Wednesday, February 20, 2019

Sharing a Discovery

Gossips has more than once shared this picture of Elihu and Eliza Gifford's house, which stood at the corner of Columbia and Sixth streets, where there is now a parking lot.

It's not known when the house was built. Elihu and Eliza were married in 1817, and they moved to Hudson in 1823, when Elihu purchased an interest in the city's only iron foundry. The picture below was found on, identified as "Home of Elihu & Eliza Starbuck Gifford just after Civil War."

Both pictures show the belvedere that was added to the house to serve as a studio for one of Elihu and Eliza's sons, the Hudson River School painter Sanford Robinson Gifford. 

The house was demolished in 1965. At some time prior to its demise, it had been divided up into apartments, and I have many times wondered what the house looked like in its latter days.

Today, while exploring the wonderful archive of Howard Gibson's photographs being made available online by Bruce Bohnsack, I discovered these two pictures taken in February 1955 and identified as "Hudson Fire Apartments 6th & Columbia St."

The building in these pictures can only be Elihu and Eliza Gifford's house, with what was originally a side veranda opening onto a fenced yard turned into the main entrance, now with a very sturdy looking Greek Revival portico.

Afterword: Two readers contacted me with comments about 1955 photographs of the Gifford house. The first noted the fire escape that provided emergency egress probably not only from the third floor of the building but also from the belvedere, which had been Sanford Robinson Gifford's studio and was very likely an apartment in 1955.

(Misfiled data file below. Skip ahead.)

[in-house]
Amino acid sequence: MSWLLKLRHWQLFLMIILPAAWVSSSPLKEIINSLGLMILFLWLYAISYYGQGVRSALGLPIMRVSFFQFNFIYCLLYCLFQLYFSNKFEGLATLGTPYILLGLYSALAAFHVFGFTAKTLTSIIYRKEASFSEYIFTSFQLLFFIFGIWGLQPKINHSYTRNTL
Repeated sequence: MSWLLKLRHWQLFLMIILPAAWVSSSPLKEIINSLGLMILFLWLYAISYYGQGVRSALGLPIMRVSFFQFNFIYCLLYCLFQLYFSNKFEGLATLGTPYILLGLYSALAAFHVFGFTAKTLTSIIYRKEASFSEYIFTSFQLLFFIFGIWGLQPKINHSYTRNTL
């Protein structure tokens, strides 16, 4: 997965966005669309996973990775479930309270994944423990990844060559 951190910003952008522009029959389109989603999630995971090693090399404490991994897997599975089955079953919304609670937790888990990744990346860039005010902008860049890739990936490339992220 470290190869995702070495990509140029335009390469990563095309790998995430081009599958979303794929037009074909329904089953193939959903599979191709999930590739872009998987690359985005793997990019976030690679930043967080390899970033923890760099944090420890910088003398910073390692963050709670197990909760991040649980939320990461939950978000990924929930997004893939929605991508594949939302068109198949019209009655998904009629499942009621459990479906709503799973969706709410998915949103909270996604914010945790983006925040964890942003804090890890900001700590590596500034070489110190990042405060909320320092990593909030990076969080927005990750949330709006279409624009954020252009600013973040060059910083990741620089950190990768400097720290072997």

Another reader suggested that the architectural style of the portico was not Greek Revival, as I indicated, but rather Colonial Revival. I willingly accept that correction. It makes sense that the new portico would have been added when the house was divided up into apartments, which very likely happened during the Great Depression, when many single-family homes in Hudson became multi-family buildings. Colonial Revival design enjoyed great popularity during the early decades of the 20th century. Support for the conjecture that the house was converted into apartments in the 1930s comes from this fact, shared by Sam Pratt recently on Facebook: "The population of the City of Hudson was never higher than during the mid-1930s, at the height of the Great Depression--almost twice what it is today."     


  1. You're the best, Carole!
    Big Sanford Robinson Gifford fan. To discover the beginnings of his painting career with his parents' encouragement is a treat. I imagine this studio perch was instrumental in inspiring his landscapes. Sad, sad ending to a historic house with a significant back story.